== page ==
In its rawest form, it is selfishness and self-interest. It can be a self-serving avoidance of being useful, of contributing steadfast strength and encouragement, of being a right example to others or of being found wrong and corrected. If nothing else, we are detaching ourselves from the unit to which God intends we show allegiance and give service.

John W. Ritenbaugh
In the Grip of Distrust



Genesis 2:18-20

Within the covenant, the blessing of the establishment of marriage is preceded by God preparing Adam's mind for his need for a companion suitable to him. This was no casual activity. It involved a display of the intellectual powers that God gave to Adam. God undoubtedly caused animals or groups of animals to gather for Adam to observe, study, and classify, to see what he would call them.

In giving each animal group its name, Adam demonstrated his right as God's human regent. He was given dominion over the animals, and he used that authority. Furthermore, it appears that the names Adam gave them “stuck.” They did so because he demonstrated good insight into their characteristics, and his descendants later used the names he initially gave the animals.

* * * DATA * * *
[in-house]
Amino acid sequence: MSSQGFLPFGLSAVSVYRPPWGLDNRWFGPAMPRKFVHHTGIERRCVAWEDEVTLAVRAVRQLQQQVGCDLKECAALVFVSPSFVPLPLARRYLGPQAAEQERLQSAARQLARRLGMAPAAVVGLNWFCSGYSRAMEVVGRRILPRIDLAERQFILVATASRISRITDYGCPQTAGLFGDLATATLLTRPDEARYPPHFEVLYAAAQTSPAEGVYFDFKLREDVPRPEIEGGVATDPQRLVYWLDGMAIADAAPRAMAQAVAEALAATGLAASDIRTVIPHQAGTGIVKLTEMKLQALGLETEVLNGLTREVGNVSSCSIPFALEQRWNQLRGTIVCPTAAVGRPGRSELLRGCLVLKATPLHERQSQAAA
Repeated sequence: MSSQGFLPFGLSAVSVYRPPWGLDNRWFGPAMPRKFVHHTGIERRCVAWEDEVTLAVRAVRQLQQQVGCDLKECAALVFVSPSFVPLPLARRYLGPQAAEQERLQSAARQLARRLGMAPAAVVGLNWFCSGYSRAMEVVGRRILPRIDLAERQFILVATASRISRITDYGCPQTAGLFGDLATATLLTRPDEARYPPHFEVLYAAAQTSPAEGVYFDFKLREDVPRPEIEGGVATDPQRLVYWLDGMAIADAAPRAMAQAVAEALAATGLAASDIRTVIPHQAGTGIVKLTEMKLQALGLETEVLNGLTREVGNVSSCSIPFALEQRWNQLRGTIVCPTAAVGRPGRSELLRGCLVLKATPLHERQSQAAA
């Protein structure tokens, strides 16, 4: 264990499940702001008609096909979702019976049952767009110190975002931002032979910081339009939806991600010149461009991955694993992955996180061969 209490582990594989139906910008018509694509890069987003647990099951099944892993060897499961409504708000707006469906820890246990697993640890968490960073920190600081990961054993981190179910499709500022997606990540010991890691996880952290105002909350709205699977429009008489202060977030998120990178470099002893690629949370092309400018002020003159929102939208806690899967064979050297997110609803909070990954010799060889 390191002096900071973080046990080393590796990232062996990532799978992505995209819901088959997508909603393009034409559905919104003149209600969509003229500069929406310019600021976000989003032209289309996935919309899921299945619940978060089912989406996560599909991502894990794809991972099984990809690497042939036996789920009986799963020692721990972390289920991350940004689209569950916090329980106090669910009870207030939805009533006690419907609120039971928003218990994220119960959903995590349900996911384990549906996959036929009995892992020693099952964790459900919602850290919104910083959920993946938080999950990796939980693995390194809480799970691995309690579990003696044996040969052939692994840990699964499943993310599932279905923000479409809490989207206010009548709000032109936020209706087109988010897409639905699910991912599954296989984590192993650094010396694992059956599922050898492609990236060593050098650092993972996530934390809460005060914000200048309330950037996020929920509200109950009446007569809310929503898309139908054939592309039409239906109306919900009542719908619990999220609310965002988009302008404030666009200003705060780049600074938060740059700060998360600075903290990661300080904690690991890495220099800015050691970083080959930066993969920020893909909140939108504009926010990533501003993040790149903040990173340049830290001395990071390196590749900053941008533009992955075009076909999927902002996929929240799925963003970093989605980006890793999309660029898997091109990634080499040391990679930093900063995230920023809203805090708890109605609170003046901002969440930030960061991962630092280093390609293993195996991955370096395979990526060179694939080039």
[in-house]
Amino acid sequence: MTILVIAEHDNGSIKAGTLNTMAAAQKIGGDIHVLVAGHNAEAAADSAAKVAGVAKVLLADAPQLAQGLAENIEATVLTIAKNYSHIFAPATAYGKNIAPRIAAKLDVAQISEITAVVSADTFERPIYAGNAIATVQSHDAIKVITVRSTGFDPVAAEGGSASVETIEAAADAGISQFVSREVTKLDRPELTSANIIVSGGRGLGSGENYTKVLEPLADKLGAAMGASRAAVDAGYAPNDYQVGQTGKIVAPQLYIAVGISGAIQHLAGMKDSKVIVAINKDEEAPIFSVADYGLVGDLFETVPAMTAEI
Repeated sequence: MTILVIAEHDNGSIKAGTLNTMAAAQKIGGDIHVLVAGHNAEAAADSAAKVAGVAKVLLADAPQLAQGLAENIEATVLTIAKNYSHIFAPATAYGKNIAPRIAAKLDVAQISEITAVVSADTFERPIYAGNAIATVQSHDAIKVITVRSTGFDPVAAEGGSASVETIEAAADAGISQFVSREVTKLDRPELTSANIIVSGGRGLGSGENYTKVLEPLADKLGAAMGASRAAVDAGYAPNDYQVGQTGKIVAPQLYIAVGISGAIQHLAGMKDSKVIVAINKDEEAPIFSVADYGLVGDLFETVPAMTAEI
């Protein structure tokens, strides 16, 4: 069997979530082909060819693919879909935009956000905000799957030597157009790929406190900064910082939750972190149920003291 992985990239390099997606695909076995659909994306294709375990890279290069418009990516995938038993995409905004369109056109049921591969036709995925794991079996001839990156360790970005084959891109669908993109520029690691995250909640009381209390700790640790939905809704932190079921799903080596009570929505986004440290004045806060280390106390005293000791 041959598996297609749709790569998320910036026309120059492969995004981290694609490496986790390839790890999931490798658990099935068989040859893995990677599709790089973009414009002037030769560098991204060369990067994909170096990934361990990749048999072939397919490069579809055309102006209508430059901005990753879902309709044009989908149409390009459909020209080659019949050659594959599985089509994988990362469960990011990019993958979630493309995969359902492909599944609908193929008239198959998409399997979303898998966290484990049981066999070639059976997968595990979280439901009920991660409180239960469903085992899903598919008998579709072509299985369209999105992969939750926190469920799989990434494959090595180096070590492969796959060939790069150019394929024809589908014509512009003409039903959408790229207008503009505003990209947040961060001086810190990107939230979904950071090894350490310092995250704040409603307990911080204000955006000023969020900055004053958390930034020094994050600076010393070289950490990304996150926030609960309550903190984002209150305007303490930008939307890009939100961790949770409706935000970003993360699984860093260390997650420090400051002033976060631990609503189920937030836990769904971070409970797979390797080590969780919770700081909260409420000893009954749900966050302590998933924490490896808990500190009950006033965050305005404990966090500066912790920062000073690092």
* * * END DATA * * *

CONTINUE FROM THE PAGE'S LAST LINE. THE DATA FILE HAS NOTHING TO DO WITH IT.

This exercise demonstrated to Adam that there was no one like him in the animal world. No animal was created in the image of God. If he had chosen one of them, communication and all it entails would necessarily have had to remain at the animal's level. He was now better prepared for God's gift of Eve.

John W. Ritenbaugh
Leadership and Covenants (Part Five)



Genesis 2:18

How can a person, independent from consistent fellowship with the body of Christ, the church, still be a part of it? A person thinking this way is sliding away from God's intention, as His Word clearly shows. He fully intends we be active members of a physical body as well as the spiritual organism. Is the church only a spiritual organism? If the spiritual organism is the only important aspect, why even have congregations? Could congregations play a major role in preparing us for God's Kingdom?